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Vinicius Cantuária

Vinicius Cantuaria

The early ’60s bossa-nova movement was a mesh of breezy Brazilian jazz and playful poetics that painted images of the “Girl From Ipanema.” While bossa nova defined the South American nation for many, it was criticized in Brazil for its passive escapism during a tumultuous political era that led to a 20-year military dictatorship.

Later, mavericks like Caetano Veloso (the Bob Dylan of Brazil) and Gilberto Gil stirred up an alternative music scene in the 1970s known as tropicalismo, which mixed bossa nova, The Beatles and progressive rock with seditious lyrics. Tropicalismo inspired an entire generation of singer-songwriters like Vinicius Cantuária.

“I was 13 when the dictatorship was happening in Brazil,” says 49-year-old Cantuária in English. “The military and government were so bad. But it was the musicians who expressed the people’s sentiments of reality and truth with verses that said a lot between the lines.”

Guitarist-percussionist Cantuária, now based in New York City, was born in the remote city of Manaus in the northern Brazilian state of Amazona. He was influenced by rock as a youngster and played drums with pivotal bands that led to a 10-year stint with Veloso. He wrote Veloso’s million- selling “Lua e Estrela,” and has had his songs covered by Chico Buarque, Gal Costa, Marina, Boca Livre and others.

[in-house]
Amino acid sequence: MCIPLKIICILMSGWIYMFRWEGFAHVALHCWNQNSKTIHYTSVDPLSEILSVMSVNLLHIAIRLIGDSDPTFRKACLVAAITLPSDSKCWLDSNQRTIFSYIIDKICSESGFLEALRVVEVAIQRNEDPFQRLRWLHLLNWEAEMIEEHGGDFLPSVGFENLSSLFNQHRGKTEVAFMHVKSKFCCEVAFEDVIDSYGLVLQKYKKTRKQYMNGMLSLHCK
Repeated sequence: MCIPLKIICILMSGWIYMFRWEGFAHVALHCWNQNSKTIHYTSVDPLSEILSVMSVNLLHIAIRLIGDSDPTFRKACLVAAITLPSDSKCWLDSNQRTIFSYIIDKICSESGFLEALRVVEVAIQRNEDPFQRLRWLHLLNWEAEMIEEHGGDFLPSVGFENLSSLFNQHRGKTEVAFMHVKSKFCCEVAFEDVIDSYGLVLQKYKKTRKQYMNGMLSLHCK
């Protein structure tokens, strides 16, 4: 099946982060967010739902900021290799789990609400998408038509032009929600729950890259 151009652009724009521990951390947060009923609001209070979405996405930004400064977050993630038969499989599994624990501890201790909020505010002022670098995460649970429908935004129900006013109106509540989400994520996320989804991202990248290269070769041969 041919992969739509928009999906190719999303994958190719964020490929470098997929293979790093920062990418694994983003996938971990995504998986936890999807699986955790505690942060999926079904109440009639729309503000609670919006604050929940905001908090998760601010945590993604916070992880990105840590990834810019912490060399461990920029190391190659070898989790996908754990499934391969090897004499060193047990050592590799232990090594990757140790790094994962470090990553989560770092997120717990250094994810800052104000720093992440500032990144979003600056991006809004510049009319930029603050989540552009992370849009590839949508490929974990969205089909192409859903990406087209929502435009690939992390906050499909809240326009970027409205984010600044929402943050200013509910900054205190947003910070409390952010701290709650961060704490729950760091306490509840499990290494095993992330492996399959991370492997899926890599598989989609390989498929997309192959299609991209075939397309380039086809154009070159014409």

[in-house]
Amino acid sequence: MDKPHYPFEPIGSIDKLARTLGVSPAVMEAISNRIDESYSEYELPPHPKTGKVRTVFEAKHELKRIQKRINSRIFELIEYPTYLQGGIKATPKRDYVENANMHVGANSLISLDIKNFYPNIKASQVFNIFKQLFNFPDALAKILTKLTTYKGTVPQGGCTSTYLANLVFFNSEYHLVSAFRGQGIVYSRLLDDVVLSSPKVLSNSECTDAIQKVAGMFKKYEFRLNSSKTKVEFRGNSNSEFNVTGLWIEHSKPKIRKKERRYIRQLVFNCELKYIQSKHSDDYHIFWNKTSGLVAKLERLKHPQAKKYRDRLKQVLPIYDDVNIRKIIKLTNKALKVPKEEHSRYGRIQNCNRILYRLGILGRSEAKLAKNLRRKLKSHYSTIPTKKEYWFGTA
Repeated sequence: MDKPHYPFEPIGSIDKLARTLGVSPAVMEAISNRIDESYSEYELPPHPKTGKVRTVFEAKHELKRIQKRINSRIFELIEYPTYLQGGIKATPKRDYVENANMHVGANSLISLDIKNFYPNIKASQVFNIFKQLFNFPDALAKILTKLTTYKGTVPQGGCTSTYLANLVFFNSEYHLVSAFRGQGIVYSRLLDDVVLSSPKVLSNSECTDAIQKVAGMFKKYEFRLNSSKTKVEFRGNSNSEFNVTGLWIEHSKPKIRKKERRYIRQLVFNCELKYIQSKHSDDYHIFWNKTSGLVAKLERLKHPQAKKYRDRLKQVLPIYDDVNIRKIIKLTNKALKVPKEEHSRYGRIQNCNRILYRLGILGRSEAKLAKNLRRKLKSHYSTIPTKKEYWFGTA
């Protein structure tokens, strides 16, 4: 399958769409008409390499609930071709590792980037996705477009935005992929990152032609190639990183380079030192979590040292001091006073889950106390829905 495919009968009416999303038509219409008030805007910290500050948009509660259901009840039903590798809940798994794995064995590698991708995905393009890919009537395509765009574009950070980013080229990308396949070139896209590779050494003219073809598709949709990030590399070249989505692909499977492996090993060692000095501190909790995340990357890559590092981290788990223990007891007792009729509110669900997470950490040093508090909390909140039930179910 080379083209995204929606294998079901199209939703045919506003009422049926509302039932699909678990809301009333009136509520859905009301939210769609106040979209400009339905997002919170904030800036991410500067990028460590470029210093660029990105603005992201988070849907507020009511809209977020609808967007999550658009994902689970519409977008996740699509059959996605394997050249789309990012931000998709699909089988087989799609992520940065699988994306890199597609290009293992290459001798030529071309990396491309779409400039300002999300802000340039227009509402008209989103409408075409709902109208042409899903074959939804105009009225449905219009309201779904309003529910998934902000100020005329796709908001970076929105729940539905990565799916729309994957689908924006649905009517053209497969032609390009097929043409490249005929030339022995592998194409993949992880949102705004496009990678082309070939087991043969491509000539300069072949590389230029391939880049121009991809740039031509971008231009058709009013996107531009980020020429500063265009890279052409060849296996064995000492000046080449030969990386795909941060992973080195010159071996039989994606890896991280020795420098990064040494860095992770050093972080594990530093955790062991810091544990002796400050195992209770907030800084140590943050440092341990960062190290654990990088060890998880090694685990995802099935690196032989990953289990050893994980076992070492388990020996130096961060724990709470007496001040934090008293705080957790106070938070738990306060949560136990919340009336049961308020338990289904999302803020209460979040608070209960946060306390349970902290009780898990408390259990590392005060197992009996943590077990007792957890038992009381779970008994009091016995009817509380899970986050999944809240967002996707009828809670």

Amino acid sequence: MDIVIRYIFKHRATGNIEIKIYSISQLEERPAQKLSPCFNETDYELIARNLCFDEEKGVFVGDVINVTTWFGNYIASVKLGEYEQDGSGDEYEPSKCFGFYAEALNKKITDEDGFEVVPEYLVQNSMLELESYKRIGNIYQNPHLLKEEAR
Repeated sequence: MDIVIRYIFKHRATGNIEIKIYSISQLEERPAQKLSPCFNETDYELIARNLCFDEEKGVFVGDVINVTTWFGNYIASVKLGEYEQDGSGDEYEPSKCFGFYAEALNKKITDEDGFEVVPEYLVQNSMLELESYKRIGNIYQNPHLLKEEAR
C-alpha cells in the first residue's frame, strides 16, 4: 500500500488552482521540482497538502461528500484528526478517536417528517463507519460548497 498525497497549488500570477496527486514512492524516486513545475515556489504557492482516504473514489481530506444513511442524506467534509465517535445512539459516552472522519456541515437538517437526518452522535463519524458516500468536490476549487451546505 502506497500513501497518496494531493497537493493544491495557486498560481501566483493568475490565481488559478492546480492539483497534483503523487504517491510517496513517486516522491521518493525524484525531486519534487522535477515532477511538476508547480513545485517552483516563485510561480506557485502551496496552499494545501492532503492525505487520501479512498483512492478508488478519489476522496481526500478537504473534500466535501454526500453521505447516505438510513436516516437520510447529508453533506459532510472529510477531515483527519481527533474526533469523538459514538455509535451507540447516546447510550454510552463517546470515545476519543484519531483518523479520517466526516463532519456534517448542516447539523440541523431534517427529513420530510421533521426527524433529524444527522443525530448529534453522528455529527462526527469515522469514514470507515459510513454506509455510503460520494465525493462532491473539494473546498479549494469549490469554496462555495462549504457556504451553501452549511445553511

Cantuária’s fourth album, Vinicius (Transparent Music), features a traditional Brazilian atmosphere with contemporary colorings. Cantuária wrote songs with Nana Vasconcelos, David Byrne, Arto Lindsay and Gilberto Gil, and producer Lee Townsend weaves the leader’s acoustic guitar, contralto voice and percussion among electronic textures and contemporary accents by Bill Frisell, Marc Ribot and Brad Mehldau.

Cantuária’s music traverses a variety of themes-food, politics, life and love-with a provocative sensual spirit, and like the tropicalismo artists he doesn’t avoid darker subjects.

“Brazil is beautiful but it has many problems. I try to portray the magic of Brazil-ritmos [rhythms], beautiful people, beautiful food, beautiful everything-but I know these images are not true. There’s a lot of pain that I try to portray in my music. It’s very deep and real. So on the one hand I paint an illusion of Brazil and on the other to show the problems. Music has the ability to provide perspective for people between truth and lies.”

Originally Published